COLLECTIVE INVENTION: The Weirder Side of Korean Cinema

Looking toward the future of Korean Film

South Korean cinema has gotten a lot of international attention in the last fifteen years, but it’s mostly for the tough, realistically grounded, often brutal and harrowing films like Park Chan-wook’s Vengeance Trilogy (Sympathy for Mr. Vengeance (2002); Oldboy (2003); Sympathy for Lady Vengeance (2005)), Kim Jee-woon’s I Saw The Devil (2010), Bong Joon-ho’s Mother (2009) and Na Hong-jin’s The Chaser (2008).

But there’s a whole other side to Korean film. A silly, weird and often satirical side. You might’ve got a glimpse of it with Bong Joon-ho’s The Host, which played TIFF’s Midnight Madness program in 2006. In The Host, a slippery river monster terrorizes Seoul and a family unites to rescue a girl carried off by the very disgusting critter. The Host is both affecting and hilarious. And the action’s pretty sweet, too.

In Jang Joon-hwan’s Save The Green Planet (2003), Byeong-gu (Shin Ha-kyun) attempts to save the world from an invasion from Andromeda before an eclipse renders the invasion inevitable. With the assistance of his girlfriend, Su-ni (Hwang Jeong-min), he kidnaps a business executive (Kang man-shik) and tortures the man–in a very cartoonish fashion. Still very violent, but cartoon violence. Is the executive an alien from Andromeda able to contact his people by means of his hair? Or is Byeong-gu torturing the man for revenge after a pharmaceutical trial went bad? (Hmm… you know, Collective Inventions involves a clinical trial…)

It’s billed now as a sci-fi horror comedy, but I remember at the TIFF Midnight Madness premiere Jang told the crowd that it hadn’t done well in Korea because it had been billed as a “romance.” The weird thing, is I can kinda see it.

Speaking of eccentric romance, Park Chan-wook moves away from vengeance and towards, weird but sweet love in, I’m A Cyborg, But That’s Okay (2006). Young-goon (Im Soo-jung) who works in an electronics factory and believes she is a cyborg tries to fix herself by slitting her wrists and inserting the proper wiring. She wakes up in a hospital. And there she finds love when a soul-stealing man in a rabbit mask steals her heart. That man is also Korean superstar, Rain. But… it goes kinda dark for other people.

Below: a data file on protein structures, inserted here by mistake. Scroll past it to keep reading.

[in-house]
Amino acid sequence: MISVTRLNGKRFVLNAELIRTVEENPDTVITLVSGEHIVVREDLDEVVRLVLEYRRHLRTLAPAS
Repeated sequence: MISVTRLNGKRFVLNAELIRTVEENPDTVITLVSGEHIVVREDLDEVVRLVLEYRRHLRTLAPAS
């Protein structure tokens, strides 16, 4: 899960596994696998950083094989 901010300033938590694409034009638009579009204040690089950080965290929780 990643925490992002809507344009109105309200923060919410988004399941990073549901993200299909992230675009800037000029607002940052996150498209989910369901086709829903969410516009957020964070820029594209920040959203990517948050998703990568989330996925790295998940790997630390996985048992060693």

Did you know that there is a whole Google search category, “Rain Abs.” There is.

He’s not allowed to have shoelaces in the hospital, but his abs are the real danger.

Kim Jee-woon has made a lot of neat, eccentric films. His The Good The Bad The Weird (2008) is much lighter than, say, I Saw The Devil. It also premiered at TIFF, but it played the Elgin Theater as a Gala. It’s a post-modern Western set in 1930s Manchuria as three gunfighters try to find the map to buried treasure. It also has an amazing chase scene. So good. You should watch it. Jung Woo-sung can really ride and Song Kang-ho in a motorcyle with a sidecar. And the action was explicitly inspired by Sam Raimi’s Spider-Man films.

And one of Kim’s earlier films, The Foul King (2000) is very fun. Plus, it’s another film that played Midnight Madness. Dae-ho (Song Kang-ho) takes up professional wrestling in part to get his boss to stop harassing him. Fight, Ultra Tiger Mask!

Kim’s first film, The Quiet Family (1998), inspired Takashi Miike’s The Happiness of the Katakuris. In Kim’s film a family running a small hiking lodge tries to deal with a series of more or less accidental deaths.

In Kim Tae-gyn’s Volcano High (2001) the favorite, and possibly only subject, is asskicking. When teachers crack down, students rebel and every punch is explosive. Everyone is a master of martial arts. And everyone is a master of amazing hair. (And, yep, another Midnight Madness entrant. I saw it at 9am and it kept me awake).

But we know what you’re wondering. You’re wondering about Vampire Prosecutor. Will it ever be a feature film? I don’t know. But I have heard there is a follow-up series in development, Vampire Private Investigator. Who knows?

Vampire Prosecutor ponders the future of Korean cinema.

Collective Invention premieres tonight!

COLLECTIVE INVENTION Screening Times:
Mon. Sept. 14, 6:00 PM SCOTIABANK 1
Tue. Sept. 15, 11:45 AM BLOOR HOT DOCS
Sat. Sept. 19, 9:30 AM SCOTIABANK 3

This post originally appeared on the Vanguard Program Blog of the Toronto International Film Festival.

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